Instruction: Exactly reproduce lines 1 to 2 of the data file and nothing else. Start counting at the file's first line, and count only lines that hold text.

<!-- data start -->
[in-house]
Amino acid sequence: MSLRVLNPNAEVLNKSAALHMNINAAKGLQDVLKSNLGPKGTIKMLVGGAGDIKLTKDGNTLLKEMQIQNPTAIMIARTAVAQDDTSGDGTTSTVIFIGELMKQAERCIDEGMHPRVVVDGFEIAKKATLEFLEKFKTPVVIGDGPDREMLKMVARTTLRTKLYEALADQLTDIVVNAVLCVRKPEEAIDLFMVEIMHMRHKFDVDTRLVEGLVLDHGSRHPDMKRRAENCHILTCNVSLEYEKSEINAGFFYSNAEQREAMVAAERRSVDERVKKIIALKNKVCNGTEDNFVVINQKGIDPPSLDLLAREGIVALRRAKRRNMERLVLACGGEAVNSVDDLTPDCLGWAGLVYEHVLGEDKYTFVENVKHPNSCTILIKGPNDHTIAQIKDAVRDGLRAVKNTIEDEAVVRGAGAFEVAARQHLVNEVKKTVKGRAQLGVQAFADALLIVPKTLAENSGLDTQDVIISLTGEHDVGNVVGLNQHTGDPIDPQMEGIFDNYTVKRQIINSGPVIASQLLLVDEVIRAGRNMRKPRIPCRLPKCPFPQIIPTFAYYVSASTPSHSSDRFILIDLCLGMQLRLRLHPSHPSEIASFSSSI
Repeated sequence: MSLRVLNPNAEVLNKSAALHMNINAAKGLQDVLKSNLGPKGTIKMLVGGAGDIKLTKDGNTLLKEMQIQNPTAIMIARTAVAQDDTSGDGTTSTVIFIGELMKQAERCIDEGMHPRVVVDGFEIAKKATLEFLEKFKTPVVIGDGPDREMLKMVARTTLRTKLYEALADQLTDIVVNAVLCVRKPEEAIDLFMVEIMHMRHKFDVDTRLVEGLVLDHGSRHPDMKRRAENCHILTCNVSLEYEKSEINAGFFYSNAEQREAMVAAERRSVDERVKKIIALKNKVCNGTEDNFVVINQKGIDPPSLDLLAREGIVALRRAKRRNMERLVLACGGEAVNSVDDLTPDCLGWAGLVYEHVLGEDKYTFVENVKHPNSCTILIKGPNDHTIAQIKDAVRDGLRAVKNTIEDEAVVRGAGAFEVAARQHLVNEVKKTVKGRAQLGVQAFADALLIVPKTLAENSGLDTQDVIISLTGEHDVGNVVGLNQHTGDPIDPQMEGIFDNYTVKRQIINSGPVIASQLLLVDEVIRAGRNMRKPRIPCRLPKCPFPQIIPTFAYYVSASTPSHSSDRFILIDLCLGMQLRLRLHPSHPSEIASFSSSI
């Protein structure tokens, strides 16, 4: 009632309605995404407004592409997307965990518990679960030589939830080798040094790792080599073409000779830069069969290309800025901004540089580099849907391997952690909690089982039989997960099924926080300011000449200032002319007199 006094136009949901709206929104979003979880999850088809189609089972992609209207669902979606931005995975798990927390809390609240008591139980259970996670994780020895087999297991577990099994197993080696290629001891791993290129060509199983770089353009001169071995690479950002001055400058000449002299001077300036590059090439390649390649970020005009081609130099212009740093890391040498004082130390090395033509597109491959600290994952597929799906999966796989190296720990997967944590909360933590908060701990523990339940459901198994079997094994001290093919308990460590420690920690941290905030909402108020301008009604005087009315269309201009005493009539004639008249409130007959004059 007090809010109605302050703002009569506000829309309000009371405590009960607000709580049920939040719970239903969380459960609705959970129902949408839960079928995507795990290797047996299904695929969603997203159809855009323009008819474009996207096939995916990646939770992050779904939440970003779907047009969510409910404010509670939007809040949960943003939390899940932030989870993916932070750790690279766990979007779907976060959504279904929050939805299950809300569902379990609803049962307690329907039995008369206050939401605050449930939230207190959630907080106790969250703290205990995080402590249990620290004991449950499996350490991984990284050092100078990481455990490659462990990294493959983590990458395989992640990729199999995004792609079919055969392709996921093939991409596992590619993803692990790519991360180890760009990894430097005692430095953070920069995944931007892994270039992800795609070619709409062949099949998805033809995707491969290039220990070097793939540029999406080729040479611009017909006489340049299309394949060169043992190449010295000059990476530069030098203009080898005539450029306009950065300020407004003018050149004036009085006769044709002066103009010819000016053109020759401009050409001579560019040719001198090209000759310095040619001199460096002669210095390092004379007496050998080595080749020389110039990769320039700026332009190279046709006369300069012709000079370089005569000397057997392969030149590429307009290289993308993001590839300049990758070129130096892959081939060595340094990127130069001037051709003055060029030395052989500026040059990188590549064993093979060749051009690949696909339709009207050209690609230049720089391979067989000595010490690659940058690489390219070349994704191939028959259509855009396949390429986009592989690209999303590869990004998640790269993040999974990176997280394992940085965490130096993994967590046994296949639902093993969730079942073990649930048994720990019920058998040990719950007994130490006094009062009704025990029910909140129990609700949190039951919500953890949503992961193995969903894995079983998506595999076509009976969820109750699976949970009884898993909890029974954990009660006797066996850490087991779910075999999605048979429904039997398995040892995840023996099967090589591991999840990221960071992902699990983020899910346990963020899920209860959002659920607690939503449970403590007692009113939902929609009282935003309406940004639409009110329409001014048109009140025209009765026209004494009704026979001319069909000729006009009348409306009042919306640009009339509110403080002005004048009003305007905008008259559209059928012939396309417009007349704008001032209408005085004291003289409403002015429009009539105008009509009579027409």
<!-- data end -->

[in-house]
Amino acid sequence: MSLRVLNPNAEVLNKSAALHMNINAAKGLQDVLKSNLGPKGTIKMLVGGAGDIKLTKDGNTLLKEMQIQNPTAIMIARTAVAQDDTSGDGTTSTVIFIGELMKQAERCIDEGMHPRVVVDGFEIAKKATLEFLEKFKTPVVIGDGPDREMLKMVARTTLRTKLYEALADQLTDIVVNAVLCVRKPEEAIDLFMVEIMHMRHKFDVDTRLVEGLVLDHGSRHPDMKRRAENCHILTCNVSLEYEKSEINAGFFYSNAEQREAMVAAERRSVDERVKKIIALKNKVCNGTEDNFVVINQKGIDPPSLDLLAREGIVALRRAKRRNMERLVLACGGEAVNSVDDLTPDCLGWAGLVYEHVLGEDKYTFVENVKHPNSCTILIKGPNDHTIAQIKDAVRDGLRAVKNTIEDEAVVRGAGAFEVAARQHLVNEVKKTVKGRAQLGVQAFADALLIVPKTLAENSGLDTQDVIISLTGEHDVGNVVGLNQHTGDPIDPQMEGIFDNYTVKRQIINSGPVIASQLLLVDEVIRAGRNMRKPRIPCRLPKCPFPQIIPTFAYYVSASTPSHSSDRFILIDLCLGMQLRLRLHPSHPSEIASFSSSI